The focus of lean process thinking is on the customer’s needs. The customer is the one who determines whether your process adds value. On the basis of that, you map out the value stream for the process and determine the pull-based flows. Improvement opportunities are identified and implemented throughout the project lifecycle to ensure continuous process growth and optimization.

Step 1: Focus your efforts on the value that you offer to customers

You want to achieve value in addition to Lean objectives. Value can only be determined by the customer. Who is the client? Who is the customer? It can be argued that it could either:

  • The C-suite executive, shareholders, or investors who want to deliver the product in a sustainable, controlled, and profitable manner.
  • It is the end-user or customer who pays for the service, and whose quality will directly impact it.

Toyota’s consistently good product quality rewarded with high customer retention is an example of how the Lean process of customer-value-oriented processes has been successful.

Step 2: Visualize your value stream

Two processes are to be considered in the example above of two customers with two value streams. The first would be the project management process, which results in the delivery of the website within budget and on time. The second process is to create an online health shop that will be online after the project has been completed.

It would be necessary to map out a separate Value Stream for each process. To ensure maximum waste minimization and the highest quality of delivery, a continuous improvement system would be needed.

Kanban boards are a common tool used by Lean project managers. Kanban allows anyone to see the project status at any given time. Gemba is used by both Kanban and Lean. It’s much better to be able to check the project status yourself than relying on a report which can be faked and takes hours to finish.

Step 3: Increase the process throughput

Lean project managers must keep track of cycle times and throughput values, just as a Lean manufacturing system does. Lean project managers aim to deliver the product as quickly as they can. The project team will look for ways to reduce waste and improve speed at the end of every Plan, Do, Check, Act (PDCA) cycle. This will allow them to deliver the next features to their client more efficiently.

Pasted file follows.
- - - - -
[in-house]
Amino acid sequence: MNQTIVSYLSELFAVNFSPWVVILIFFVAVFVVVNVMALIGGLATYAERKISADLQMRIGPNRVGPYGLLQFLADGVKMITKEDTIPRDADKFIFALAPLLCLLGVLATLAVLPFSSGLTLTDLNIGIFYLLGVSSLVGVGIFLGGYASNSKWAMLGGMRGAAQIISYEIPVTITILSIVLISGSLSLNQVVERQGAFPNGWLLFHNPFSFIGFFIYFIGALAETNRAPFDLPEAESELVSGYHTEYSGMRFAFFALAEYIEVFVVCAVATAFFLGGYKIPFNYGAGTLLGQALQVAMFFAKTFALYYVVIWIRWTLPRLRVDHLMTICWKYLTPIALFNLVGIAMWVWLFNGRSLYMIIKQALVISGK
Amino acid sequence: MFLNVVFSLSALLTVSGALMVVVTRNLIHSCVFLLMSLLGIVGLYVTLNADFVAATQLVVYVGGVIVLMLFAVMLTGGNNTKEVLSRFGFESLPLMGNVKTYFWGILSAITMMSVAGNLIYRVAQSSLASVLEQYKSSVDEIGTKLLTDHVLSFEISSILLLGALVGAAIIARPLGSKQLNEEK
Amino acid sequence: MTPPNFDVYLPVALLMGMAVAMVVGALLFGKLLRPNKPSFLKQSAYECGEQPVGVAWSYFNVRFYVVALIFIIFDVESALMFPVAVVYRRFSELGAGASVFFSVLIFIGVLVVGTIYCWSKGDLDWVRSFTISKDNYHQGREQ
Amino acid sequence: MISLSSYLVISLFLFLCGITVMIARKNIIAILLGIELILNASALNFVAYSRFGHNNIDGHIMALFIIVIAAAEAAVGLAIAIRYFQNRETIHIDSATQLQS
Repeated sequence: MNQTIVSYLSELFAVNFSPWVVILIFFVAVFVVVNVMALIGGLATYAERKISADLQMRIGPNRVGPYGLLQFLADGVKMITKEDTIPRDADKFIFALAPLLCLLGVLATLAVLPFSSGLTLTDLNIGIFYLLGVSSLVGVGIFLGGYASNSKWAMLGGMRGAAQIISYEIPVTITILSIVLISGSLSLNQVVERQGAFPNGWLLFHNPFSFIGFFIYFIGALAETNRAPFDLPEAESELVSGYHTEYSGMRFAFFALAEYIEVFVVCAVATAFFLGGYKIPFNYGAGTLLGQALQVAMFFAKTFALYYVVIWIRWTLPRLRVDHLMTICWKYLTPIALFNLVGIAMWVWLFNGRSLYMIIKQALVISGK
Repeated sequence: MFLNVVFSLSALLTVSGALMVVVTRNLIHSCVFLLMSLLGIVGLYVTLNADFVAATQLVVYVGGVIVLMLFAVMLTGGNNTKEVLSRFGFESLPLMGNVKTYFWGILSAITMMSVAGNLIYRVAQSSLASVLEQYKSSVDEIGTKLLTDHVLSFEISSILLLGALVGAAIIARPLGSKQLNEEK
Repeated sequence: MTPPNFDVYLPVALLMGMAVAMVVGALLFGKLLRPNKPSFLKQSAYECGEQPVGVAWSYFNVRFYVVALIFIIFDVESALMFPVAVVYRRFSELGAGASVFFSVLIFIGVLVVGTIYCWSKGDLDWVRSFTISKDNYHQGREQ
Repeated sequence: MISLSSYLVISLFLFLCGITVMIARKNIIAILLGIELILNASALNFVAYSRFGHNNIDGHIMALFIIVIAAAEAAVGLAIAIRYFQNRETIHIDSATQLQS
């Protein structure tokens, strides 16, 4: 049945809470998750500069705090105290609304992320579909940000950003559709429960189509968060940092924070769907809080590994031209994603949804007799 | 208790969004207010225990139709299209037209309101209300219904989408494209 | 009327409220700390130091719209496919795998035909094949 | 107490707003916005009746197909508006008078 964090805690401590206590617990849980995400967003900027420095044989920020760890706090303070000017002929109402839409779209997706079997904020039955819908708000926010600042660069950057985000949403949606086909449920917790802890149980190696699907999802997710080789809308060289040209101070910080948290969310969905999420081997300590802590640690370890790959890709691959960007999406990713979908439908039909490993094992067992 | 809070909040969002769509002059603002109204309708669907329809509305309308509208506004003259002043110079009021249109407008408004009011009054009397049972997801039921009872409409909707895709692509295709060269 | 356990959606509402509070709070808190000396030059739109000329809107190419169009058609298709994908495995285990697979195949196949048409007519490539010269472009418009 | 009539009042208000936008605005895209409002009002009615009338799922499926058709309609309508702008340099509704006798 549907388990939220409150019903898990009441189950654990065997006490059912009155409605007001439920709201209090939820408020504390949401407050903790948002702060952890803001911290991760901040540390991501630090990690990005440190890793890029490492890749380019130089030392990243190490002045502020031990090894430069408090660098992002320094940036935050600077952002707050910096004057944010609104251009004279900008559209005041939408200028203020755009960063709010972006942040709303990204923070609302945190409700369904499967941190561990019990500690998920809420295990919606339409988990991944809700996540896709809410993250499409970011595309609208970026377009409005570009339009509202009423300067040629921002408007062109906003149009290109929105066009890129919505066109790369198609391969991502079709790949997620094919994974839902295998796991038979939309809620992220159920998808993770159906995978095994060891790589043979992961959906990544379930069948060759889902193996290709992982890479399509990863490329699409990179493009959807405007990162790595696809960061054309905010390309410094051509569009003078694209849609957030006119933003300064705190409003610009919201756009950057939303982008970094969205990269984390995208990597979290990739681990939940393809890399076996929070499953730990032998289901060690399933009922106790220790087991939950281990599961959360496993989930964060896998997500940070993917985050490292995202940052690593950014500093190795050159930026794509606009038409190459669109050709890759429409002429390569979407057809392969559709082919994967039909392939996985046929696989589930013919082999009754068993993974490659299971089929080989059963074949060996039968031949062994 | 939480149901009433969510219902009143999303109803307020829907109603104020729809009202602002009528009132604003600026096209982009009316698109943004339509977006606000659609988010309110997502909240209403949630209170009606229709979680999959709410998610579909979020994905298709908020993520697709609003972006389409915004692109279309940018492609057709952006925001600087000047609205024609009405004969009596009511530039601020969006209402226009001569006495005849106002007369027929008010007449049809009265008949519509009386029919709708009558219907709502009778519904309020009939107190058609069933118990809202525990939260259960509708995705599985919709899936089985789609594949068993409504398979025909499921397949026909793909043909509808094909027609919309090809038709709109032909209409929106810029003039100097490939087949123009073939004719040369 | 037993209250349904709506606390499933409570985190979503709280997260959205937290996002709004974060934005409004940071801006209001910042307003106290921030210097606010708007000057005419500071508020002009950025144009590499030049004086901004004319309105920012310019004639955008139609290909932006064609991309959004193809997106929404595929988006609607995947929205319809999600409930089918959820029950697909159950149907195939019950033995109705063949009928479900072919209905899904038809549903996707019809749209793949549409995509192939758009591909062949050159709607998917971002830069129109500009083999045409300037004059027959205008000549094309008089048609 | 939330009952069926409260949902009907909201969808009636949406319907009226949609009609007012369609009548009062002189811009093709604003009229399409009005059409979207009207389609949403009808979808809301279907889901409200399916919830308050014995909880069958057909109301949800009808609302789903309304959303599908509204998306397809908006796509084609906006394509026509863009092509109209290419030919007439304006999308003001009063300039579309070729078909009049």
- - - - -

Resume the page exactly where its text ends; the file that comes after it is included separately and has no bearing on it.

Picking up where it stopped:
Step 4: Convert from push to Pull services

In traditional manufacturing, orders were pushed on to the manufacturer when they arrived. This forced them to catch up. Lean managers make sure that customers are doing the work for them – signaling demand. Open communication is maintained with customers to ensure they have the knowledge needed to provide the functionality required. It is important to know the process takt times and customer behavior.

Limiting the work in progress is an integral part of Lean Project Management. It is important to deliver only what the client needs and does so quickly. Lean projects are much shorter than traditional ones. For example, many companies deploy to production every day.

Traditional project buffers allow extra time for risks like scheduling and cost overruns. Lean project management only uses buffer stages to protect WIP constraints or critical chains of the project, the parts that take the longest to finish.

Step 5: Improve continuously

Lessons learned are part of the project closure in traditional project management. Lessons learned can be useful for future projects but it does not allow you to improve on completed work.

Lean project management aims to achieve continual improvements. Kaizen Blitz is a four- or five-day event where relevant stakeholders come together to find the root cause of a problem and the solution there and then.

What does a lean project manager do?
What does a lean project manager do?

Agile vs. Lean project management

Agile and Lean are sometimes used interchangeably. This is harmless, but not always correct. Lean and Agile both describe a method of working that is value-oriented, but the methods they suggest to achieve this are different. A key difference is the scale at which these two approaches are implemented in an organization.

Lean is a method that originated from manufacturing practices. It’s a more systematic approach to streamlining the way an organization generates value.

Agile is a software engineering-based methodology that focuses on high-value production quickly. It does this by focusing on team collaboration and applying short iterations.

Agile software development was used to organize a sprint project for a health store’s website. Sitting down with the owner of the store to discuss how to provide the best experience for his clients over the long term is a completely different activity. One would require a large-scale business skill set and Lean strategies.

The bottom line, both Lean and Agile can help teams and businesses to deliver better quality to customers. It’s not uncommon for companies to use both methods to get the best results.